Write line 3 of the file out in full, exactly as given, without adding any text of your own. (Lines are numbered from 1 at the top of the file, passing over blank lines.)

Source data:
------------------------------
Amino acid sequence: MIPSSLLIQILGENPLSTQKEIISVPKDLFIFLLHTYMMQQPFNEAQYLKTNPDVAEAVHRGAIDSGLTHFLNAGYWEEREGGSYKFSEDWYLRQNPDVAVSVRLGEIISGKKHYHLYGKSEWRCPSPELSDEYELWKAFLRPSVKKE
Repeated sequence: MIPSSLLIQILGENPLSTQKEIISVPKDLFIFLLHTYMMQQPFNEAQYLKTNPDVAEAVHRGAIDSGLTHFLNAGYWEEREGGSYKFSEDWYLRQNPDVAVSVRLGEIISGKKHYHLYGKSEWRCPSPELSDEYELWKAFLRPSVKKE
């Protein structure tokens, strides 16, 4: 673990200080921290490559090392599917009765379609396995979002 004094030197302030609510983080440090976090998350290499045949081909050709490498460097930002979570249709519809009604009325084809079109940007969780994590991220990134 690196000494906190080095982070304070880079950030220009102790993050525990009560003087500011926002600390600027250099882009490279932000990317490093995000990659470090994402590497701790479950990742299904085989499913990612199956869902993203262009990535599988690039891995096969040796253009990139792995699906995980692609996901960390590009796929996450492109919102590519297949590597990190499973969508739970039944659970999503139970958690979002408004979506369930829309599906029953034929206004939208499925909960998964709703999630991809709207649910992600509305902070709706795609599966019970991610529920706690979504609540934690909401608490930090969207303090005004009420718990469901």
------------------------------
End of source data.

């Protein structure tokens, strides 16, 4: 673990200080921290490559090392599917009765379609396995979002 004094030197302030609510983080440090976090998350290499045949081909050709490498460097930002979570249709519809009604009325084809079109940007969780994590991220990134 690196000494906190080095982070304070880079950030220009102790993050525990009560003087500011926002600390600027250099882009490279932000990317490093995000990659470090994402590497701790479950990742299904085989499913990612199956869902993203262009990535599988690039891995096969040796253009990139792995699906995980692609996901960390590009796929996450492109919102590519297949590597990190499973969508739970039944659970999503139970958690979002408004979506369930829309599906029953034929206004939208499925909960998964709703999630991809709207649910992600509305902070709706795609599966019970991610529920706690979504609540934690909401608490930090969207303090005004009420718990469901």